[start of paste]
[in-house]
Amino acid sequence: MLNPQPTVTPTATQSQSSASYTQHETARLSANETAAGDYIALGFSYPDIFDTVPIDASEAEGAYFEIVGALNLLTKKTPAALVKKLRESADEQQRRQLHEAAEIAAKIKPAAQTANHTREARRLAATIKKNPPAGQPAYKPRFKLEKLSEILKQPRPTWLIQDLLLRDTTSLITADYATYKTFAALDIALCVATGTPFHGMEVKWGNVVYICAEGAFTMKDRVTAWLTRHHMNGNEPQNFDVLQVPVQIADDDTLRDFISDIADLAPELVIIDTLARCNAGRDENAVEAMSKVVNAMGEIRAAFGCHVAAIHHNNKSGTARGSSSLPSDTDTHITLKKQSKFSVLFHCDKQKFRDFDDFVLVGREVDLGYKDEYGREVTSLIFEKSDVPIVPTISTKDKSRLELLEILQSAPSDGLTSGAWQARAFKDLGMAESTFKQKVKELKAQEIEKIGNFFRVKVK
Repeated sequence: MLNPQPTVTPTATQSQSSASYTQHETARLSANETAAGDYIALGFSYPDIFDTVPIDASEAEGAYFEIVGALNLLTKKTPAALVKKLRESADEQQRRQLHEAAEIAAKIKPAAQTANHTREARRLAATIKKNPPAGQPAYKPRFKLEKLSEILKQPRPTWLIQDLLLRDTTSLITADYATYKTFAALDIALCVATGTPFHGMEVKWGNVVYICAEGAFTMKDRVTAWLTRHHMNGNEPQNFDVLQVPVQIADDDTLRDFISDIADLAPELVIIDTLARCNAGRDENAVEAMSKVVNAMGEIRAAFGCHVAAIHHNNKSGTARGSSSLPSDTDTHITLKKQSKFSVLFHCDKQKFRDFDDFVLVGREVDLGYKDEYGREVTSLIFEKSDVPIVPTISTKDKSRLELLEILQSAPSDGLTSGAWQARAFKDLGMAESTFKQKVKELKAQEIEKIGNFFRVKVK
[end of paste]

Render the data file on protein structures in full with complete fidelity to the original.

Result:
[in-house]
Amino acid sequence: MLNPQPTVTPTATQSQSSASYTQHETARLSANETAAGDYIALGFSYPDIFDTVPIDASEAEGAYFEIVGALNLLTKKTPAALVKKLRESADEQQRRQLHEAAEIAAKIKPAAQTANHTREARRLAATIKKNPPAGQPAYKPRFKLEKLSEILKQPRPTWLIQDLLLRDTTSLITADYATYKTFAALDIALCVATGTPFHGMEVKWGNVVYICAEGAFTMKDRVTAWLTRHHMNGNEPQNFDVLQVPVQIADDDTLRDFISDIADLAPELVIIDTLARCNAGRDENAVEAMSKVVNAMGEIRAAFGCHVAAIHHNNKSGTARGSSSLPSDTDTHITLKKQSKFSVLFHCDKQKFRDFDDFVLVGREVDLGYKDEYGREVTSLIFEKSDVPIVPTISTKDKSRLELLEILQSAPSDGLTSGAWQARAFKDLGMAESTFKQKVKELKAQEIEKIGNFFRVKVK
Repeated sequence: MLNPQPTVTPTATQSQSSASYTQHETARLSANETAAGDYIALGFSYPDIFDTVPIDASEAEGAYFEIVGALNLLTKKTPAALVKKLRESADEQQRRQLHEAAEIAAKIKPAAQTANHTREARRLAATIKKNPPAGQPAYKPRFKLEKLSEILKQPRPTWLIQDLLLRDTTSLITADYATYKTFAALDIALCVATGTPFHGMEVKWGNVVYICAEGAFTMKDRVTAWLTRHHMNGNEPQNFDVLQVPVQIADDDTLRDFISDIADLAPELVIIDTLARCNAGRDENAVEAMSKVVNAMGEIRAAFGCHVAAIHHNNKSGTARGSSSLPSDTDTHITLKKQSKFSVLFHCDKQKFRDFDDFVLVGREVDLGYKDEYGREVTSLIFEKSDVPIVPTISTKDKSRLELLEILQSAPSDGLTSGAWQARAFKDLGMAESTFKQKVKELKAQEIEKIGNFFRVKVK